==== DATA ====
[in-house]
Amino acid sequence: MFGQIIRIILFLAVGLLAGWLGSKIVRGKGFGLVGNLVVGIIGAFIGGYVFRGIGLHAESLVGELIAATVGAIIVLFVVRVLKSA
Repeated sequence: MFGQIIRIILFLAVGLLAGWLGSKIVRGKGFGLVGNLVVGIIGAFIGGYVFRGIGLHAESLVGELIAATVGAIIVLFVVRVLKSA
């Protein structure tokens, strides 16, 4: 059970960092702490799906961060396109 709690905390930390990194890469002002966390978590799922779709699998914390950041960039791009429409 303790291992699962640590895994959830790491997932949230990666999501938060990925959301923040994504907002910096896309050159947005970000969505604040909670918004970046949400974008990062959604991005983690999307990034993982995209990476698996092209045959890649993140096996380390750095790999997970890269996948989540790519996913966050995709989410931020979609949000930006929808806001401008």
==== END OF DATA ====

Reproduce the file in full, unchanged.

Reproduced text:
[in-house]
Amino acid sequence: MFGQIIRIILFLAVGLLAGWLGSKIVRGKGFGLVGNLVVGIIGAFIGGYVFRGIGLHAESLVGELIAATVGAIIVLFVVRVLKSA
Repeated sequence: MFGQIIRIILFLAVGLLAGWLGSKIVRGKGFGLVGNLVVGIIGAFIGGYVFRGIGLHAESLVGELIAATVGAIIVLFVVRVLKSA
């Protein structure tokens, strides 16, 4: 059970960092702490799906961060396109 709690905390930390990194890469002002966390978590799922779709699998914390950041960039791009429409 303790291992699962640590895994959830790491997932949230990666999501938060990925959301923040994504907002910096896309050159947005970000969505604040909670918004970046949400974008990062959604991005983690999307990034993982995209990476698996092209045959890649993140096996380390750095790999997970890269996948989540790519996913966050995709989410931020979609949000930006929808806001401008």